Last year marked 500 years since the Protestant Reformation, which Pope Francis marked a year earlier by taking part in an ecumenical Catholic-Lutheran prayer service at Lund Cathedral in Sweden. In 2017, the Archdiocese of Vancouver took part in a number of events aimed at bringing Catholics and Lutherans for talk and worship. Two participants in last year’s Catholic-Lutheran dialogue offer their reflections on the relationship between the two Christian communities.
The Miracle of Dialogue
By Christophe Potworowski
In 2013, the International Dialogue between the Lutheran World Federation and the Roman Catholic Church published an agreed-upon statement entitled From Conflict to Communion: Lutheran-Catholic Commemoration of the Reformation in 2017. The document summarized the history and achievements of the Lutheran-Catholic dialogue since Vatican II, and ended with five “ecumenical imperatives” that needed to be followed in order to remain faithful to the ecumenical mission.
The first imperative reads: “Catholics and Lutherans should always begin from the perspective of unity and not from the point of view of division in order to strengthen what is held in common even though the differences are more easily seen and experienced.” This imperative played a crucial role in the small Lutheran-Catholic dialogue group in our archdiocese.
The events of last October, the joint Lutheran-Roman Catholic liturgy for unity held at St. Clare Catholic Church in Coquitlam to commemorate the 500th anniversary of the Reformation, was undoubtedly beautiful. Preparation for the event began several months earlier when about 10 people from the two churches gathered together in a small office to discuss what Lutherans and Roman Catholics had in common and to discover if we could talk freely with one another.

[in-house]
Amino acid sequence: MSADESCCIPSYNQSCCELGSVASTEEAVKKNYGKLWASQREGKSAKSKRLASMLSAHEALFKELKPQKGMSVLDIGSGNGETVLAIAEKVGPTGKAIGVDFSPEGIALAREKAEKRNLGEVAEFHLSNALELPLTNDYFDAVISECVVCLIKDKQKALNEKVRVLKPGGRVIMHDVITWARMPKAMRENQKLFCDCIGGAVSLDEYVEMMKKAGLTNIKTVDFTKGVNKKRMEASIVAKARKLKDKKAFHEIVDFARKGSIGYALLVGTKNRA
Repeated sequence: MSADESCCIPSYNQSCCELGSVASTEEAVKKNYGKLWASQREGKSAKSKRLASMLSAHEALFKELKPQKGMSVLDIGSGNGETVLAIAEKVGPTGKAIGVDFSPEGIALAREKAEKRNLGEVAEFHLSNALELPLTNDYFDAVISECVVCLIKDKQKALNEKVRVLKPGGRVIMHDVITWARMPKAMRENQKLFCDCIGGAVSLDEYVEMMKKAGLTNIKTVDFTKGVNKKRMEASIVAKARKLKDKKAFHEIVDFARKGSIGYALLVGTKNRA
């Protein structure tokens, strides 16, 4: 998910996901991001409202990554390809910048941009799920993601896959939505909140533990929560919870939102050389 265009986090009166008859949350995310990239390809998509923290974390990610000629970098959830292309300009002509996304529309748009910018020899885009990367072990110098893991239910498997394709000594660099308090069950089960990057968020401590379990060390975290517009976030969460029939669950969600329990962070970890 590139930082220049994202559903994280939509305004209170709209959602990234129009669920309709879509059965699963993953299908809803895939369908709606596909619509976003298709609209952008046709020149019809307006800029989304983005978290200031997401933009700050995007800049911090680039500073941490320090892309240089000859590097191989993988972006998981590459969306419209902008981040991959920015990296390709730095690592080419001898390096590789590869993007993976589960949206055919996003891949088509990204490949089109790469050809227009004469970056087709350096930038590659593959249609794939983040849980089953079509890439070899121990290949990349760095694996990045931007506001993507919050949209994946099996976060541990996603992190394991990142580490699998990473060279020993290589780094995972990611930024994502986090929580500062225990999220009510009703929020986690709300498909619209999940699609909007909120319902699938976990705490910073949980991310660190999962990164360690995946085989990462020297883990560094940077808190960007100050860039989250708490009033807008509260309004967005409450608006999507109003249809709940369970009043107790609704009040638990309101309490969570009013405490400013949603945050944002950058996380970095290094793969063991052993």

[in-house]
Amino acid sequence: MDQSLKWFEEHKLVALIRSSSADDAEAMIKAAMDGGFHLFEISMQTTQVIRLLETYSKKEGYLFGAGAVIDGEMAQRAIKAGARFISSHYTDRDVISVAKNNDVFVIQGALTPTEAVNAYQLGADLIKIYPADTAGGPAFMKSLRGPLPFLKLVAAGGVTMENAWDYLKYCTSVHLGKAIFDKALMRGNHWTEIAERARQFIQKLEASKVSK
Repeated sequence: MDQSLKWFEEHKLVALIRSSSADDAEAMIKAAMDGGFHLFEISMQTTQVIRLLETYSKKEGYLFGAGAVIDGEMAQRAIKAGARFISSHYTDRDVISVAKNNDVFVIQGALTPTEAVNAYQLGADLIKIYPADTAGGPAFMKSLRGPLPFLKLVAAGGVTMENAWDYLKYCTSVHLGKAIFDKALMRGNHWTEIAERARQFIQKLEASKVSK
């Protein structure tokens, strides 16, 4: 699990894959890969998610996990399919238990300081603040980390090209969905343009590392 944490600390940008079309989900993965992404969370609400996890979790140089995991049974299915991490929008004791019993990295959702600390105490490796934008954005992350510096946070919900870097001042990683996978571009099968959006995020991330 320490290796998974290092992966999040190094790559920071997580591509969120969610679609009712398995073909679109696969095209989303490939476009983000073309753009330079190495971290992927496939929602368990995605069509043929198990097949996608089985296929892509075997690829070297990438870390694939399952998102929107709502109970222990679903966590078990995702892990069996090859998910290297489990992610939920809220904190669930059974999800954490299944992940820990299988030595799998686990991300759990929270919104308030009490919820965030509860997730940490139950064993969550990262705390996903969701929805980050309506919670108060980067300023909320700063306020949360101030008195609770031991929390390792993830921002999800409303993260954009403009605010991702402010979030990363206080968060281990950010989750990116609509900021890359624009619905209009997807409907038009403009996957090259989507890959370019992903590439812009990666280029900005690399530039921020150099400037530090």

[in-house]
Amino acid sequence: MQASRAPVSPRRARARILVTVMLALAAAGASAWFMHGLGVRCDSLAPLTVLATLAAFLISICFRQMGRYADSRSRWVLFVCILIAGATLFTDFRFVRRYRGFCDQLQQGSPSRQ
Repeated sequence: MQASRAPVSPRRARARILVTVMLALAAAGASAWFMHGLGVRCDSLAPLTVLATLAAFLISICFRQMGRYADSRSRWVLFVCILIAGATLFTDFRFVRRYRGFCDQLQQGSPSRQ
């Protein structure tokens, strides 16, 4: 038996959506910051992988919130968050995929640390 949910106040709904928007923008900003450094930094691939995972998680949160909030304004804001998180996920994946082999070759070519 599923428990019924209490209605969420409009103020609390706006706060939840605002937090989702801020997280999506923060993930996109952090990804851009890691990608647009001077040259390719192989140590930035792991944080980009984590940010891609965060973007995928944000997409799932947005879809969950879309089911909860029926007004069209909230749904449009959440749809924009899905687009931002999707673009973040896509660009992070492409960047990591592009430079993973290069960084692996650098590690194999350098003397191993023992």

Would this be like two spouses getting together after a bitter divorce? Would there be recriminations, even if subtle ones? Would there be a desire to know the other?
The desire was there; it was palpable. Still, the first meeting was a bit awkward, with too many people and too many seats in too small an office. At the same time, there was a genuine interest, an awareness that this fragile and awkward moment looking for a path was an attempt to fulfill the will of Jesus “that they may be one” (Jn 17:21).
We decided to meet again. Most of us were used to church committees of one kind or another, and most of us were adept at organizing things and realizing projects. After a few meetings, we decided to look at a proposed template for a liturgical commemoration prepared by the Canadian Conference of Catholic Bishops and the Evangelical Lutheran Church of Canada. The five ecumenical imperatives were there too, and together we read them in a prayerful manner.
Beginning with what we had in common meant beginning with Christ, in whom the unity was already present. Unity was not a matter of a successful project dependent on our management expertise, but a question of adhering to Christ and recognizing this adherence in the other. This changed everything.
The willingness and eagerness of Bishop Gregory Mohr of the B.C. Synod of the Evangelical Lutheran Church of Canada and Archbishop Michael Miller to do a short, joint video was a moving witness. We were particularly struck by their reading of the five imperatives of dialogue. It was these imperatives that kept those in the small group desiring more. We didn’t want to end just with a project, even if a successful one.
A number of study days joining Lutheran and Catholic parishes were held in Coquitlam, New Westminster, and North and West Vancouver. It was clear to everyone that this was someone else’s project … someone else was in charge.
After the Oct. 1 unity service, the small group met for a debrief and a review. We reread the ecumenical imperatives and fought the temptation to realize another project. We wanted to continue the relationships established in the previous months and travel the path of unity together.
Concretely, this meant a small reading group reviewing previous ecumenical documents and finding ways to celebrate what had already been given to us.